Jody at Saddleback Park on his single-shock Czechoslovakian CZ 250.

By Jody Weisel

“Jody, you’ve got to try them. They are great. I know that it looks different, but until you try it you’ll never know how great they are,” said Fred Phalange as I stood next to him on the starting line.

I didn’t know what he was talking about. He was wearing so much goofy stuff on his body and had every aftermarket accessory bolted on his bike that he looked like a bric-brac shelf on wheels. His race wasn’t gonna start for a couple minutes and as he stared intently at me, I knew he was waiting for an answer. I just didn’t know about what. I took a wild guess.

“I don’t care how much performance can be gained,” I said pointing at his face. “I’m never going to stick one of those stupid nasal strips across the top of my nose.”

“Hey, these things work,” he defended. “They open up your nasal passages to allow more air in.”

“Fred,” I said with a know-it-all tone. “I don’t want to burst your bubble, but an athlete engaged in a cardiovascular sport does 99 percent of his breathing through his mouth, not his nose. You’ve got that Band-Aid three inches too high.”

“I wasn’t talking about that anyway. I was talking about these,” he said as he tugged at his riding pants. He was wearing those old-fashioned baggy freestyle pants that were laughed at back in the 1980s. I guess it’s true that everything that goes around comes back around eventually. “They are so comfortable,” he said, “that you don’t know you have them on.”

“Knowing I have them on isn’t the problem,“ I said.

“What is?” he asked.

“Other people knowing I have them on.” What I really meant to say was that any time a fashion trend dies, returns 20 years later and finally reaches all the way down to Fred Phalange—it should have stayed dead.

Jody nose riding his 8-foot 11-inch Dewey Weber Tri-Plane through the shorebreak.

And it’s true. When I was a kid in the 1960s I was a surfer. It was a little tiny sport with about 10,000 people worldwide doing it. I was one of them. It’s not that I was on the cutting edge, I just knew an old codger (who was 20) who surfed. He took me with him. Then the Beach Boys started singing about “Surfing USA” and every goon in my school was down at the beach the next weekend. I’m not gonna say popularity ruined surfing, but it became so cool to be a surfer that it wasn’t cool anymore. It became big business, big fashion and big-time. Today, millions of people do it.

Back in the early ‘80s I met a guy named Richard Cunningham. He had a bike shop down the street from my house. He made a weird type of bicycle called a Mantis. It was a mountain bike. It was like a motorcycle that you pedaled. And you could ride it in all the places where they had banned motorcycles. It was a tiny sport with about 10,000 people worldwide doing it. I was one of them. It’s not that I was on the cutting edge. I just knew a guy who was. Then, mountain biking became a big sport and every goon on my block had one in his garage. I’m not gonna say popularity ruined mountain biking, but it became so cool to be a mountain biker that it lost its spell. Today, about 20 million people do it.


Too much popularity may not ruin a sport, but it changes it for the worse. A sport’s founding traditions, history, customs, values and beliefs go out the window. New people flood in, dilute the purity of the goal, abuse the value system and then move on to wreck havoc on the next fad. By the time a shoe clerk at Walmart knows about the coolest thing — it’s not cool anymore. But it doesn’t matter, because they are the least likely people to understand the allure of the next “in” sport. Once the word spreads, millions of nerds take up the sport, make it a household name, get it on cable TV, which attracts more spodes and then, when all those TV masses enter the sport they bring with them a host of unsavory beliefs, attitudes and ways of life from whatever sport they raped the year before.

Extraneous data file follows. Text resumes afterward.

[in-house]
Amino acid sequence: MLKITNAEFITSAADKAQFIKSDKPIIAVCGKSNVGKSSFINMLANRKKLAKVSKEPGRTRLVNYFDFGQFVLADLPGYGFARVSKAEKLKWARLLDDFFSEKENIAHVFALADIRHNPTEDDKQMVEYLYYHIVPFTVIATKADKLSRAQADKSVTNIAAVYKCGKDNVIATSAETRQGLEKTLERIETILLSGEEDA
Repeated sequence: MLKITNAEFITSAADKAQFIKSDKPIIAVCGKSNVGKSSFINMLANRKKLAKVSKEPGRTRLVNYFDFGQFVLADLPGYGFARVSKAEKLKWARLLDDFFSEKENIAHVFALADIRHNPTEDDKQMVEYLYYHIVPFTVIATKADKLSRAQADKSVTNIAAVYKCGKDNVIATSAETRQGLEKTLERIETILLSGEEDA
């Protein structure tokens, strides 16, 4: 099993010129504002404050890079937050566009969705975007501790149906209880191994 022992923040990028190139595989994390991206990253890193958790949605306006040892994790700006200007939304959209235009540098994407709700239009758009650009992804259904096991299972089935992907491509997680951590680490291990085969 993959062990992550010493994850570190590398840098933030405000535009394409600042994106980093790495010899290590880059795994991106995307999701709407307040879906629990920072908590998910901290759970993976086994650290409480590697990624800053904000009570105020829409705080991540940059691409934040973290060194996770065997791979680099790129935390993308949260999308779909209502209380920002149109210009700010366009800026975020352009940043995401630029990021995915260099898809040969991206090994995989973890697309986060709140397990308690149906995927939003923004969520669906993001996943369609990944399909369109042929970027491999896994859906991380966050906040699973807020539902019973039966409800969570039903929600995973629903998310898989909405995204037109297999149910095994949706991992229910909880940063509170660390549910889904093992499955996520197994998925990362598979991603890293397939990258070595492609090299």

Don’t get me wrong, I have nothing against baggy motocross pants, except that they are skateboard pants, borrowed from break dancers, who co-opted them from the hand-me-down rapper clothes, transplanted them to ski resorts (which they took over from snooty jump-suited skiers) and only then were they pawned off as the latest thing in motocross. I didn’t buy it then and I don’t buy it now that Fred Phalange is mongrelizing motocross gear.

Steve Stackable wanted me to take up hang gliding in the ‘75. Didn’t do it. Gaylon Mosier wanted me to go tubing in 1976. Didn’t do it. Warren Reid wanted me to take up archery in 1979. Didn’t do it. Mitch Payton wanted me to get into RC cars in 1980. Didn’t do it. Gary Jones wanted me to race off-road cars in 1983. Didn’t do it. Ed Scheidler wanted me to go high-powered target shooting in 1986. Didn’t do it. Paul Tracy asked me to drive shifter karts in 1992. Didn’t do it. Why didn’t I do it? I’m a motocrosser.

How can you tell if you are a real motocrosser? Ask yourself these questions: Do you have a callous on the inside of your thumb and a shiny spot on your elbow? Would you skip a big contingency race to go to a track with a smaller turnout, but longer motos? Do you know who John Roeder was? Do you think Carlsbad is in California or New Mexico? Which side of your pickup truck do you load your bike into? Do you know what color number plate backgrounds an Open bike ran? Do you hope that motocross becomes the next big sport?

“Jody,” said Fred looking down at his pants. “Do they really think they look that bad?”

“Fred, I’m not the fashion police, but before I cross over the edge I’d ask myself one question.”

“What’s that?” he asked.

“Would Roger DeCoster wear it!”



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